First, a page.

NYC police union chief denies officers used choke hold on man who died

By Jonathan Allen

NEW YORK (Reuters) - The president of New York City's main police union on Tuesday denied arresting officers had used a choke hold on a Staten Island man and said a coroner's report that ruled the man's death a homicide was politically motivated.

"This was not a choke hold," Pat Lynch, head of the Patrolmen's Benevolent Association, told a press conference, referring to a July 17 incident in which Eric Garner, accused of selling illegal cigarettes on a Staten Island street, died after a scuffle with police.

"It was bringing a person to the ground, which we're trained to do, to put him under arrest. It was not a choke hold," he said.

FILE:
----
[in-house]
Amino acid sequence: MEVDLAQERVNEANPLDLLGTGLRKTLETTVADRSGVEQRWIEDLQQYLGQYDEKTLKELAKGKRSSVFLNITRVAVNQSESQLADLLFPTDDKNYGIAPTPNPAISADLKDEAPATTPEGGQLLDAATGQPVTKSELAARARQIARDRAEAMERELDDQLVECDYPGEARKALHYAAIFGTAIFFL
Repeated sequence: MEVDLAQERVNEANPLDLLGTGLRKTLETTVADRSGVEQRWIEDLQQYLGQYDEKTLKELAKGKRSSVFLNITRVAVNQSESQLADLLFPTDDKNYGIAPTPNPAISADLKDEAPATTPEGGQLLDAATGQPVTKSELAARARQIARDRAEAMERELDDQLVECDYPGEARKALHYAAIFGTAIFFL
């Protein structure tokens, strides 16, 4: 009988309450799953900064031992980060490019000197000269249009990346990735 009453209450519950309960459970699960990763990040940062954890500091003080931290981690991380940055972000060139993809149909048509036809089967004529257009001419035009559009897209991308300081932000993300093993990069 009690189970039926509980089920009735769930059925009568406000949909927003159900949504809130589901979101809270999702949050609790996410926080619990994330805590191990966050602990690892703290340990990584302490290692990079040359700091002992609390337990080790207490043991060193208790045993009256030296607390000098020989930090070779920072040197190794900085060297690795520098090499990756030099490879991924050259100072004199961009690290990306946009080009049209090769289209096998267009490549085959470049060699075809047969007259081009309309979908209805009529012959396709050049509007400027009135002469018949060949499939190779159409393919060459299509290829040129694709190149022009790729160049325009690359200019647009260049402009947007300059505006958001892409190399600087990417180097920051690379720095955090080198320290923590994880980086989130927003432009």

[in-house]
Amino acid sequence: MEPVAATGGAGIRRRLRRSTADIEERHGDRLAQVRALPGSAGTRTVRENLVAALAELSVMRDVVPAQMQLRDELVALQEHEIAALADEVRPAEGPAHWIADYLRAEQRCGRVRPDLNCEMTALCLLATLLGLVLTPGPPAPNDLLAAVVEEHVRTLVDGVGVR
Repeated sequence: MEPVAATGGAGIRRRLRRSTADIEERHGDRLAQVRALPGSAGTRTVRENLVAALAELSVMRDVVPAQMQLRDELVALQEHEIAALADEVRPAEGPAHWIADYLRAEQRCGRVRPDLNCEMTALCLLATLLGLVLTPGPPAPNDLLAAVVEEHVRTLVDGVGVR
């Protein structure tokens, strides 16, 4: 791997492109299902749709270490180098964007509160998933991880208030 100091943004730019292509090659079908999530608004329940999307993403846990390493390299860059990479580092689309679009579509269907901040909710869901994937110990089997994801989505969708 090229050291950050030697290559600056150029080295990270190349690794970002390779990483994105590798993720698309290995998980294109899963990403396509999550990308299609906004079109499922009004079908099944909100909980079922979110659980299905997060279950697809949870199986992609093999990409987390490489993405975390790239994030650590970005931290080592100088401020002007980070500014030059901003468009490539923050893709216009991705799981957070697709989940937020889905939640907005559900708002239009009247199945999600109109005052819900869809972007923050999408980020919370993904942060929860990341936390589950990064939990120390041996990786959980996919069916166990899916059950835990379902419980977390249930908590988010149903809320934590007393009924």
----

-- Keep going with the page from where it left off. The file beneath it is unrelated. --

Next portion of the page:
He called a chief medical examiner's report, which last week found Garner's death was caused by a choke hold, "one of the most political documents" he had ever seen. No police officers have been charged in the death.

Lynch said the city's police officers feel they lack the full support of Mayor Bill de Blasio, who took office in January promising to end more aggressive police tactics such as the so-called "Stop and Frisk" crime-fighting program.

(Reporting by Jonathan Allen; Editing by Barbara Goldberg and Jim Loney)